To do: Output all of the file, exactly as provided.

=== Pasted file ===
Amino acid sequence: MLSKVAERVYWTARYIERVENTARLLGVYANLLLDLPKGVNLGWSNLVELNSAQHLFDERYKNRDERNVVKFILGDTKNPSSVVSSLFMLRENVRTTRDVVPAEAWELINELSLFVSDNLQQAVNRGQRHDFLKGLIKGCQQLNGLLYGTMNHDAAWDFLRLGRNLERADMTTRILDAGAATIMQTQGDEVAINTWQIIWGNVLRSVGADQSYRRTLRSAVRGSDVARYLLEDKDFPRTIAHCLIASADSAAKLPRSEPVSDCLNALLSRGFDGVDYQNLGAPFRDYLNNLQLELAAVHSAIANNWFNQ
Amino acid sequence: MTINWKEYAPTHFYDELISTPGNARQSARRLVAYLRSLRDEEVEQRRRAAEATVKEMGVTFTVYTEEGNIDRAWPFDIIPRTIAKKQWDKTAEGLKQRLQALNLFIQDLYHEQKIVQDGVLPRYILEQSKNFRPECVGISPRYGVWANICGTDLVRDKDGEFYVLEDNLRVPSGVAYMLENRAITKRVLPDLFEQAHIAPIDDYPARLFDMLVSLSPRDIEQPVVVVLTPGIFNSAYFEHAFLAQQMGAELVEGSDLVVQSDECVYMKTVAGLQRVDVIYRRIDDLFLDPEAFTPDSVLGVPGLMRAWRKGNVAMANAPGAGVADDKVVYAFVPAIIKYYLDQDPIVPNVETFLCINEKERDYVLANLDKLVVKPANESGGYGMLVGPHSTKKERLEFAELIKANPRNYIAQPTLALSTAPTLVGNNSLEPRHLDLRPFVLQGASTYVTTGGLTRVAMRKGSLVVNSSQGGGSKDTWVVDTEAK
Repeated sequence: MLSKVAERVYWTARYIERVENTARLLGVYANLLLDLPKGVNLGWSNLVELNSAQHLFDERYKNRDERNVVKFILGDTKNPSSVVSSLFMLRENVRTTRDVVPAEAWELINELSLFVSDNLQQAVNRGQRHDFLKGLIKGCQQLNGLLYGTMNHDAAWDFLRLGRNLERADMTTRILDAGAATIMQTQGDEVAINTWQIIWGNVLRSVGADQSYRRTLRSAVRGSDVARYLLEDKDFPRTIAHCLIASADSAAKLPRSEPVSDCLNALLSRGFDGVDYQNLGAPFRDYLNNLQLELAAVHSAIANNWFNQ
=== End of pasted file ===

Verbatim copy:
Amino acid sequence: MLSKVAERVYWTARYIERVENTARLLGVYANLLLDLPKGVNLGWSNLVELNSAQHLFDERYKNRDERNVVKFILGDTKNPSSVVSSLFMLRENVRTTRDVVPAEAWELINELSLFVSDNLQQAVNRGQRHDFLKGLIKGCQQLNGLLYGTMNHDAAWDFLRLGRNLERADMTTRILDAGAATIMQTQGDEVAINTWQIIWGNVLRSVGADQSYRRTLRSAVRGSDVARYLLEDKDFPRTIAHCLIASADSAAKLPRSEPVSDCLNALLSRGFDGVDYQNLGAPFRDYLNNLQLELAAVHSAIANNWFNQ
Amino acid sequence: MTINWKEYAPTHFYDELISTPGNARQSARRLVAYLRSLRDEEVEQRRRAAEATVKEMGVTFTVYTEEGNIDRAWPFDIIPRTIAKKQWDKTAEGLKQRLQALNLFIQDLYHEQKIVQDGVLPRYILEQSKNFRPECVGISPRYGVWANICGTDLVRDKDGEFYVLEDNLRVPSGVAYMLENRAITKRVLPDLFEQAHIAPIDDYPARLFDMLVSLSPRDIEQPVVVVLTPGIFNSAYFEHAFLAQQMGAELVEGSDLVVQSDECVYMKTVAGLQRVDVIYRRIDDLFLDPEAFTPDSVLGVPGLMRAWRKGNVAMANAPGAGVADDKVVYAFVPAIIKYYLDQDPIVPNVETFLCINEKERDYVLANLDKLVVKPANESGGYGMLVGPHSTKKERLEFAELIKANPRNYIAQPTLALSTAPTLVGNNSLEPRHLDLRPFVLQGASTYVTTGGLTRVAMRKGSLVVNSSQGGGSKDTWVVDTEAK
Repeated sequence: MLSKVAERVYWTARYIERVENTARLLGVYANLLLDLPKGVNLGWSNLVELNSAQHLFDERYKNRDERNVVKFILGDTKNPSSVVSSLFMLRENVRTTRDVVPAEAWELINELSLFVSDNLQQAVNRGQRHDFLKGLIKGCQQLNGLLYGTMNHDAAWDFLRLGRNLERADMTTRILDAGAATIMQTQGDEVAINTWQIIWGNVLRSVGADQSYRRTLRSAVRGSDVARYLLEDKDFPRTIAHCLIASADSAAKLPRSEPVSDCLNALLSRGFDGVDYQNLGAPFRDYLNNLQLELAAVHSAIANNWFNQ